By Tom Bradley
In the Report on Business last week, John Heinzl, fondly known as the ‘Yield Hog’, dedicated his column (How a Focus on Dividends Can Transform Your Investing Approach) to a dividend-oriented portfolio managed by a real investor, Rob. It looks like a pretty good portfolio and there’s lots to like about what Rob is doing. He has specific criteria for approving stocks. The portfolio is limited to 20 holdings and is ultra low cost. And the companies have a history of growing their dividends.
But what does not come out in the article is any notion of valuation or risk management. Rob buys stocks that have a yield between 3% (“I didn’t want anything below 3% because it’s not much of a return”) and 6% (“... if it was higher than 6% I wasn’t sure how sustainable it would be ...”), but there’s no mention of how he determines what the companies are worth.
I raise this, because stocks are not like bonds - yield is not a valuation tool. Dividends come as a result of making a profit, and dividend growth is a consequence of profit growth. So while Rob’s portfolio is positioned as a conservative one, a key element in measuring risk, the price of an asset, does not appear to be front and center.
Also on the topic of risk, too often dividend investors run with relatively undiversified portfolios (a generalization of course). In Rob’s case, the portfolio (listed below) has exposure to five sectors of the economy – financial services, energy/utilities, REITs, pipelines and telecommunications – which means it’s narrowly focused and highly interest-rate sensitive. There’s no technology, healthcare, consumer products, retail or resources.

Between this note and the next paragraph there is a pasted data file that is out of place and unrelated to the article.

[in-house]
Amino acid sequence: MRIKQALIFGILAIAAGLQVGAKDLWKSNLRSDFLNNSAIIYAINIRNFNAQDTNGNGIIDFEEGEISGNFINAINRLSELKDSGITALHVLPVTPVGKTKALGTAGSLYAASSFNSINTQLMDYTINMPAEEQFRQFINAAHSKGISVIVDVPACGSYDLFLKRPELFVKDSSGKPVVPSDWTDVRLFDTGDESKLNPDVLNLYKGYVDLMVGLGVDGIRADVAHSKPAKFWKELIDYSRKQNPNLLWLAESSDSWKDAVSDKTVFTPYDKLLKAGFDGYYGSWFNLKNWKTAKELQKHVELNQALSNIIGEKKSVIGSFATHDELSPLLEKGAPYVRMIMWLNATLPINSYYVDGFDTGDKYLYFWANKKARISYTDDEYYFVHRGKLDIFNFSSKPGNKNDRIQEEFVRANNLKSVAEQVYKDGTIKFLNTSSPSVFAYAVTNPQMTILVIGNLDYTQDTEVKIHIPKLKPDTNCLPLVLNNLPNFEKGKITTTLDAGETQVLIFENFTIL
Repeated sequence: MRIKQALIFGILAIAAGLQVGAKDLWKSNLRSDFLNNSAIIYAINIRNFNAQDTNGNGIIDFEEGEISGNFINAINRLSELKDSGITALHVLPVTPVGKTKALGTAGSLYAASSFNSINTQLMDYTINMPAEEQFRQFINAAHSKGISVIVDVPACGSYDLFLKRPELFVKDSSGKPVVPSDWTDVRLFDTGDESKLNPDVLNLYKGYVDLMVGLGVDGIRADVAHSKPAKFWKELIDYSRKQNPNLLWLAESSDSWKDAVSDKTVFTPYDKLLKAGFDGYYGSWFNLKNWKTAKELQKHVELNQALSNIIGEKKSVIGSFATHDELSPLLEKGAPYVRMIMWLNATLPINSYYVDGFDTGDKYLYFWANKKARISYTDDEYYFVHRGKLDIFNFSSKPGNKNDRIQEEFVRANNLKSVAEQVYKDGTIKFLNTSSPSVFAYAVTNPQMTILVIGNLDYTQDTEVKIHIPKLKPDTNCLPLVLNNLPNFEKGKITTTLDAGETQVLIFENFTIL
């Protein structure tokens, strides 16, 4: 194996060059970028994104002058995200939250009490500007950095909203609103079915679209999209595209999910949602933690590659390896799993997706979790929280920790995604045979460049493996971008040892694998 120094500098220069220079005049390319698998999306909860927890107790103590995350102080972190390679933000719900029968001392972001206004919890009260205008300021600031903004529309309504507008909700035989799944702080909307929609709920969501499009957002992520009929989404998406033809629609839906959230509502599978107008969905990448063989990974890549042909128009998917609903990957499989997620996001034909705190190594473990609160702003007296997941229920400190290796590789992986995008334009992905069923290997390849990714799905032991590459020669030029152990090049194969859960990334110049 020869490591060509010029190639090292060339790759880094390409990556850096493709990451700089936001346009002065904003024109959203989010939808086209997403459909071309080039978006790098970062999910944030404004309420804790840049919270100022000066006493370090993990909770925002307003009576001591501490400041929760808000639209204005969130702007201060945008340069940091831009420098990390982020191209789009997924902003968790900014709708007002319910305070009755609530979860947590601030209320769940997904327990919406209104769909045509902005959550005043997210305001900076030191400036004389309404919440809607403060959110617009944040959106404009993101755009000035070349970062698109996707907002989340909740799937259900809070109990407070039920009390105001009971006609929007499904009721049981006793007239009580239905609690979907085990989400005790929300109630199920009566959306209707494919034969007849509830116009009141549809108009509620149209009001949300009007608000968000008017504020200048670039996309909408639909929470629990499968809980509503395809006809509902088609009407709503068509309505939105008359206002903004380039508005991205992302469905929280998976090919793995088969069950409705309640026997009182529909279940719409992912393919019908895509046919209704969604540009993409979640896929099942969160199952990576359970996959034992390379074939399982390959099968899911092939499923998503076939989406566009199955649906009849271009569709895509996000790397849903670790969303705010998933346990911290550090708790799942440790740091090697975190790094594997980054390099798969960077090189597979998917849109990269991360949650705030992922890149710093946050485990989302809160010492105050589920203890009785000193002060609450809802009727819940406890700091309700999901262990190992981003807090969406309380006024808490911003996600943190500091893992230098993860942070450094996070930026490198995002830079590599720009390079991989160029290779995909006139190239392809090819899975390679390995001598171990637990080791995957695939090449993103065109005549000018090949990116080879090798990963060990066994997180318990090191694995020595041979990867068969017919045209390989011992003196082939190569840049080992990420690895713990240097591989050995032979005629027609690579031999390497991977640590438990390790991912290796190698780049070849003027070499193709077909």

As I talk to investors and people throughout the industry, yield, steady income and dividends continue to be the dominant theme in the market. It’s off the scale really. And as a result, funds with the highest yields garner the biggest in-flows, lower quality bonds sell out in minutes and almost every new retail product has yield, income or dividend in the name.
Certainly there is plenty of demand for income from the baby boomers who are starting to retire, but there’s more to this trend than that. There are other forces at work, the prime one being past performance. Rob’s strategy has done well over the last five years ... really well ... and as a result, we see all kinds of investors running with income portfolios, even younger investors who have 20 plus years until retirement.
As I said at the beginning, there’s lots to like about a portfolio of companies that are growing their dividends, but it needs to be done in a balanced way that gives full consideration to risk and valuation.
Bank of Montreal
Bank of Nova Scotia
Sun Life Financial
Algonquin Power and Utilities
Canadian Apt. Properties REIT
Pembina Pipeline Corp.